Space man? Virgin boss Richard Branson says he will go to space in 'months not years'

Richard Branson Celebrates Virgin Money's Australia Birthday
Sir Richard Branson (R) is in serious astronaut training (Source: Getty)

Entrepreneur Sir Richard Branson says he is in training to be an astronaut and his first trip to space could be in “months not years”.

Talking on BBC Radio 4’s You and Yours programme multi-millionaire Branson said that he was close to achieving his long-held ambition of space travel.

Read more: Richard Branson says space is "tantalisingly close" after supersonic flight

“We're talking about months away, not years away - so it's close. There are exciting times ahead.”

The 67-year old said he was in a serious training regime to prepare his body for the experience.

"I'm going for astronaut training; I'm going for fitness training, centrifuge and other training, so that my body will hopefully cope well when I go to space.

“If you're going to really enjoy the experience, the fitter you can be the better.

"Instead of doing one set of tennis every morning and every evening, I'm doing two sets. I'm going kiting and biking - doing whatever it takes to make me as fit as possible."

Read more: Elon Musk's SpaceX successfully launches Falcon 9 rocket into space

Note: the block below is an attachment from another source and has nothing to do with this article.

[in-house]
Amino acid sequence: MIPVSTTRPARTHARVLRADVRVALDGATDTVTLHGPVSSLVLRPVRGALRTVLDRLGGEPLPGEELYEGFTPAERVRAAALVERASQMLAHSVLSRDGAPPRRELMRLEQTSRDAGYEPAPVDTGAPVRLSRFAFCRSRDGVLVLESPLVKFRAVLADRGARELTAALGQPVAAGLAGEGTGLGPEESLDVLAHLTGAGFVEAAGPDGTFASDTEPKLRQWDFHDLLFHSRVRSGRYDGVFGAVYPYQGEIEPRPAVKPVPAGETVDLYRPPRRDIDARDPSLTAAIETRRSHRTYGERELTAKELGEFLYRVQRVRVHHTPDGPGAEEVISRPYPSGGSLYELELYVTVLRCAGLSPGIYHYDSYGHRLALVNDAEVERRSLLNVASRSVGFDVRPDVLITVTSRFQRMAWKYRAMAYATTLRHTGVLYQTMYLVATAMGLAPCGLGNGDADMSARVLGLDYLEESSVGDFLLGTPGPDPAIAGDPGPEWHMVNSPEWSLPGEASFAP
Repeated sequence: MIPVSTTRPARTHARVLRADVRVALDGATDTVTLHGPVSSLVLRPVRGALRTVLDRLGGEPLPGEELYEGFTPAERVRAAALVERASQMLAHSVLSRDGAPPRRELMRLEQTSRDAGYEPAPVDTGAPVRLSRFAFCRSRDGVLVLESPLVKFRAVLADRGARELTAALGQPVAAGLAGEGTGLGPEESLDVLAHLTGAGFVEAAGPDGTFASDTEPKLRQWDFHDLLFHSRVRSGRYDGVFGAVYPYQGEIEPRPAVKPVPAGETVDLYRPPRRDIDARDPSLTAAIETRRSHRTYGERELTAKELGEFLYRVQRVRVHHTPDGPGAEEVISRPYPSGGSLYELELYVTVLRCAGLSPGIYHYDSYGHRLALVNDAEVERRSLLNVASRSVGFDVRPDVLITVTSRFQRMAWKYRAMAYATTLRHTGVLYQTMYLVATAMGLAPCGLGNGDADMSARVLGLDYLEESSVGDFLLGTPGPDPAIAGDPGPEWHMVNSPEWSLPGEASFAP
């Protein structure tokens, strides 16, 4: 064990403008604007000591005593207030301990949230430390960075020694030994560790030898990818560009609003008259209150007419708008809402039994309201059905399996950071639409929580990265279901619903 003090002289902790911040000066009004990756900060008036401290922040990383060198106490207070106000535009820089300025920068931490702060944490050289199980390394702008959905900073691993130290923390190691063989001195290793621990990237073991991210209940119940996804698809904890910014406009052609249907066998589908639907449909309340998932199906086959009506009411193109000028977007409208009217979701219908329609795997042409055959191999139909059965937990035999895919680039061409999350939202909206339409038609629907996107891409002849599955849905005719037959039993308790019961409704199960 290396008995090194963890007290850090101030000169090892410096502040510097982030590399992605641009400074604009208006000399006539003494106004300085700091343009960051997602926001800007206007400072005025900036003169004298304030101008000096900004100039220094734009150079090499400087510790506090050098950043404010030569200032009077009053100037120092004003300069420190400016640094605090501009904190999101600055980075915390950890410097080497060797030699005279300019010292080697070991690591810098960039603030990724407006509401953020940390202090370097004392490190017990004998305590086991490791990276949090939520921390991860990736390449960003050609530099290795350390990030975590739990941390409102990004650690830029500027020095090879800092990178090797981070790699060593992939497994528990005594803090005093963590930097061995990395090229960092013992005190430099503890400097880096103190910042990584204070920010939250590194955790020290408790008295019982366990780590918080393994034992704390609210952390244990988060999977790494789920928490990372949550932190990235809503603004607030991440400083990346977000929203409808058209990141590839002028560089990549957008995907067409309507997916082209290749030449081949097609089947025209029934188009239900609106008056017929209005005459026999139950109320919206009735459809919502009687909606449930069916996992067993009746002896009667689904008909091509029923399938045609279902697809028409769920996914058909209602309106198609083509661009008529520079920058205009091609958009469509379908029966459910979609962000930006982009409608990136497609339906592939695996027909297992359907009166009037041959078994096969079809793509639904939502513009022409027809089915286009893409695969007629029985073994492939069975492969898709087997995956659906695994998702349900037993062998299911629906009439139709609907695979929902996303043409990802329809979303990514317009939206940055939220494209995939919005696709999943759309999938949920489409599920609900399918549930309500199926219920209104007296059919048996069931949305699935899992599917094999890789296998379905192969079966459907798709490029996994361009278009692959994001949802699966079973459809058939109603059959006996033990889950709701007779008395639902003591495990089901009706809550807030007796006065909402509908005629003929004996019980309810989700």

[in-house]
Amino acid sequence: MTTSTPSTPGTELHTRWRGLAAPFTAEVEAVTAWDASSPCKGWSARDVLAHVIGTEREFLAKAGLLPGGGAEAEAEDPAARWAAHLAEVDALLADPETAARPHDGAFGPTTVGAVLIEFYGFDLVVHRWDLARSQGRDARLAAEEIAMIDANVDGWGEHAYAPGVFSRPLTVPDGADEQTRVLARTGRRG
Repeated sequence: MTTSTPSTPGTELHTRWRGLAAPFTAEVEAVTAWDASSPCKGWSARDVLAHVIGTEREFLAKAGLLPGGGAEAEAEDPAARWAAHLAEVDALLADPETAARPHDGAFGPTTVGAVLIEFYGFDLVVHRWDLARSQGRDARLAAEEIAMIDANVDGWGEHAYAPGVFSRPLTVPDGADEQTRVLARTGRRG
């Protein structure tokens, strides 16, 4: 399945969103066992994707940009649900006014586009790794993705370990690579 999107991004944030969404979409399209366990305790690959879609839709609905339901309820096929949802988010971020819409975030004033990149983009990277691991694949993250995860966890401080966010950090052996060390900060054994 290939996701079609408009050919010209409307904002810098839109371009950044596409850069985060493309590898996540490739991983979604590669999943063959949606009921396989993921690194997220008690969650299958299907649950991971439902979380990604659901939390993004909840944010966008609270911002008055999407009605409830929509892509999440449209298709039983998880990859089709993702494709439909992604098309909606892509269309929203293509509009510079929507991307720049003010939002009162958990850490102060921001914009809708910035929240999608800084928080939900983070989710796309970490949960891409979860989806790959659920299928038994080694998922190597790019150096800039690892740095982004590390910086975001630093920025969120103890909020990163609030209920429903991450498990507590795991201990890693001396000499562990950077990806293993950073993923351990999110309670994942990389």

Branson's company, Virgin Galactic, has successfully tested a spaceship called Unity which in April underwent its first supersonic, rocket-powered flight.

It was carried by its mothership and released over California's Mojave Desert. The spacecraft then achieved supersonic speed before pilots shut down the engine and it returned to Mojave Air and Space Port.

It was a big milestone for the firm as it marked Virgin Galactic's first powered flight since the 2014 crash of its original spaceship, where one of its two pilots died.

Branson is not the only entrepreneur dreaming of space travel.

Read more: Jeff Bezos sold $1.1bn in Amazon stocks this week

Tesla boss Elon Musk and Amazon owner Jeff Bezos are both also working on their own space plans.

Musk's company SpaceX successfully launched its Falcon 9 rocket into space earlier this month from Florida’s Cape Canaveral.

Bezos meanwhile has used funds from selling Amazon shares to back his space company Blue Origin.

Branson said he thought Bezos was his main challenger in being the first to offer commercial space travel.

"I think we're both neck and neck as to who will put people into space first," he said.

"Ultimately, we have to do it safely. It's more a race with ourselves to make sure we have the craft that are safe to put people up there."

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